However, they also have a few things in common. For starters, Dollar General beat on earnings and revenue, growing sales 24.4% year over year. Dollar Tree also beat on top- and bottom-line expectations as revenue grew 9.4%.
Both stocks are also down on the day as a result. However, the main difference here is the depth of the decline.
Dollar General stock is down about 1.5% after initially hitting new all-time highs on the day before fading lower. Dollar Tree shares are down about 7% from the highs while the stock still has not taken out its 52-week high from 2019.
Trading Dollar General
On a closing basis, Dollar General saw a 19.3% peak-to-trough decline in March, outperforming most of its retail peers and the S&P 500. After a sharp rebound, shares have slowly but surely continued to grind higher.
Just below current prices is a plethora of potential support. Specifically, I’m talking about the 20-day and 50-day moving averages, the 161.8% extension and uptrend support (blue line).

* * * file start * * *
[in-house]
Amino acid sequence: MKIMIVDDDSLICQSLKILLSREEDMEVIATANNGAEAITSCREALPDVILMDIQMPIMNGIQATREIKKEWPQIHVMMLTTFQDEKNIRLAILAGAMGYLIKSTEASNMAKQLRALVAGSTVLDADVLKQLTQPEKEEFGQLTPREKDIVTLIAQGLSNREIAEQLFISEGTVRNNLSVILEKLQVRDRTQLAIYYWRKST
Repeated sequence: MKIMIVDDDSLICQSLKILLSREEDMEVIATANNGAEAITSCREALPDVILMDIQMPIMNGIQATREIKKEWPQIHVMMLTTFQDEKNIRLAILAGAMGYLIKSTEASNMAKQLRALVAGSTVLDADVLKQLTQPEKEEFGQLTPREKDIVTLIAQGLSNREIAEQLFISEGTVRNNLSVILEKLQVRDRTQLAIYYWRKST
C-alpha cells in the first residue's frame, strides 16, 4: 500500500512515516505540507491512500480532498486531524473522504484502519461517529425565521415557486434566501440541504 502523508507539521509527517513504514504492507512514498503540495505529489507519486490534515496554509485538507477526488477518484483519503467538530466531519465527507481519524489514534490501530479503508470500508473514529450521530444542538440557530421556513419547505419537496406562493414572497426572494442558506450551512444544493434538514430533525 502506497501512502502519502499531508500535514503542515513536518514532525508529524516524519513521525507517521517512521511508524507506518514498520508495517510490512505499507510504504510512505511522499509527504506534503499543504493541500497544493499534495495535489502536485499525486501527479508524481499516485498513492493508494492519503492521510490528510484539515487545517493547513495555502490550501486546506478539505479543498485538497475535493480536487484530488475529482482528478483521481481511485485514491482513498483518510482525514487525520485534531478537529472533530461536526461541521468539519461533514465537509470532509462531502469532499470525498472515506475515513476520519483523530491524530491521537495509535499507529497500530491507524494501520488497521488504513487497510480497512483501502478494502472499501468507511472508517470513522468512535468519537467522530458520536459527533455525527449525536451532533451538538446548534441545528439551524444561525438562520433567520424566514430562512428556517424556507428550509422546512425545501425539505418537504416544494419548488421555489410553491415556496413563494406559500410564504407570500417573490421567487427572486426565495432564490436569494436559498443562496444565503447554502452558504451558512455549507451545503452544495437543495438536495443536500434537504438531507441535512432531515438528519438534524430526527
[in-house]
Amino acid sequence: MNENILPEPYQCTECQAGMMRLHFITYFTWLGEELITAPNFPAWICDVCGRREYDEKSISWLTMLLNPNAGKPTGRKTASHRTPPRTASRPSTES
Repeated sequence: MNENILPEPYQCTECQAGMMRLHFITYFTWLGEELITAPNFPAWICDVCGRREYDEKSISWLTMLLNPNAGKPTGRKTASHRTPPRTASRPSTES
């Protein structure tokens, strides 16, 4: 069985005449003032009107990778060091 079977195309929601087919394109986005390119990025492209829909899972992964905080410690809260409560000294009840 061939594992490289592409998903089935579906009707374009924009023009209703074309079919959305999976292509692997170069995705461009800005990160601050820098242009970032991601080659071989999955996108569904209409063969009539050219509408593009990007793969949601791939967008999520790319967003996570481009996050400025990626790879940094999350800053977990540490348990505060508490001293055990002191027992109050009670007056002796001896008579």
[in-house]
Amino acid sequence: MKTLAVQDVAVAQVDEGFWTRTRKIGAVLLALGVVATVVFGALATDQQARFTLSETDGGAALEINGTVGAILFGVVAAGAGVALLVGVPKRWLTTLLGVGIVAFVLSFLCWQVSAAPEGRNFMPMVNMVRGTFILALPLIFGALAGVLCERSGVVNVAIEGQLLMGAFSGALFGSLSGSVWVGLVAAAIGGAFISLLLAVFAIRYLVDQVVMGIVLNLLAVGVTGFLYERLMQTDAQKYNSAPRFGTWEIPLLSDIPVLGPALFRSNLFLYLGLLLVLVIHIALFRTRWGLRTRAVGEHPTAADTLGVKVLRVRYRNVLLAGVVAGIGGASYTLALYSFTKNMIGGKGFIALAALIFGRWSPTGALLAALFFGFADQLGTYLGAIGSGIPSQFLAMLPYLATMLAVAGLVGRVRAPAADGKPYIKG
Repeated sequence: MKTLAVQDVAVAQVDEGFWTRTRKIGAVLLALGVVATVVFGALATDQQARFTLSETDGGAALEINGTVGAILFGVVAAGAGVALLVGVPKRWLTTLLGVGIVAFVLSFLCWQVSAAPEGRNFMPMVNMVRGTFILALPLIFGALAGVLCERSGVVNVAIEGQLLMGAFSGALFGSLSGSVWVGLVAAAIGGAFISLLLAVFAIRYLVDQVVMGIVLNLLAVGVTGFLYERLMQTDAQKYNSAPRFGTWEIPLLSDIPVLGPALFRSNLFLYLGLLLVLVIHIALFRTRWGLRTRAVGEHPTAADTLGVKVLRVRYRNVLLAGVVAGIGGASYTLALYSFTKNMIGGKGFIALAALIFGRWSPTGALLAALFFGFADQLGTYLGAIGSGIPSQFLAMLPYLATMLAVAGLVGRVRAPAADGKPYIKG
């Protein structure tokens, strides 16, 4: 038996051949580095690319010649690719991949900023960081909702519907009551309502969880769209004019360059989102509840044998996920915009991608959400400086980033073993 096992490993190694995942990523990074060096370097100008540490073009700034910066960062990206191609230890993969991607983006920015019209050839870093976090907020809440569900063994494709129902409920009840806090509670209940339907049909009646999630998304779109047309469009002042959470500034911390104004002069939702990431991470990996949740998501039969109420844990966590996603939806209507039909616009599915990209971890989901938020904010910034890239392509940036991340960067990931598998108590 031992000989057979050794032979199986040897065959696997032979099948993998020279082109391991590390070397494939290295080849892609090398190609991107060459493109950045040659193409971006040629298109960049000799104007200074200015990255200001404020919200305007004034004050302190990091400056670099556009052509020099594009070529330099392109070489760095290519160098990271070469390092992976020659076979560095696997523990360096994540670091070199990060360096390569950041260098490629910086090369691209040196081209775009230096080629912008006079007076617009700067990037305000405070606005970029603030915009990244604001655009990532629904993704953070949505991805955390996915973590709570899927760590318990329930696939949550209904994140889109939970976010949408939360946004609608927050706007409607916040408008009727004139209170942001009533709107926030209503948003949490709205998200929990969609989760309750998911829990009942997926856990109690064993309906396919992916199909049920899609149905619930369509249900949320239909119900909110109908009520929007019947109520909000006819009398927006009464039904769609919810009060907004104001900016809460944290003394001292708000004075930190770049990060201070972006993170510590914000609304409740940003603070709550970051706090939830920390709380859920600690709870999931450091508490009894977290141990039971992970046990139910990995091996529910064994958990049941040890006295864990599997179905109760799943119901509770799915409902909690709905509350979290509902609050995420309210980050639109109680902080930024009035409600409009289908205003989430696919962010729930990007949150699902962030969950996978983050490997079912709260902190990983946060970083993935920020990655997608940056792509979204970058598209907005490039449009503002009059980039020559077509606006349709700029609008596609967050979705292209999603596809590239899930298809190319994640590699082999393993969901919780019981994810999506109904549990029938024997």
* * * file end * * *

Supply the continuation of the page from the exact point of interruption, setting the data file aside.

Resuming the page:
A close below the 50-day moving average and 161.8% extension will sap momentum from this name and turn bulls more cautious. However, I like a dip into this area as a buying opportunity.
On a rotation over Thursday’s high, look for a test of the two-times range extension at $209.
Trading Dollar Tree
Unfortunately, the charts aren’t as rosy for Dollar Tree stock. While shares have been trading much better since the March lows and hit new 2020 highs ahead of earnings, there’s still some damage here.
Specifically, the stock still hasn’t filled its November gap up near $110. Further, the post-earnings dip is discouraging for bulls.
However there is a plus side, which is that Dollar Tree stock is dipping right down into the 50-day moving average and uptrend support (blue line). Like Dollar General, a break of these levels will create a cautionary situation for bulls.
If it holds as support though, it’s a potential low-risk trading setup for longs.
On the upside, shares need to reclaim the 20-day moving average and $100 breakout level. Above puts the pre-earnings high in play near $105, followed by a potential gap-fill toward $110.
On the downside, a close below the 50-day moving average puts the 50% retracement in play near $90, along with the 200-day moving average.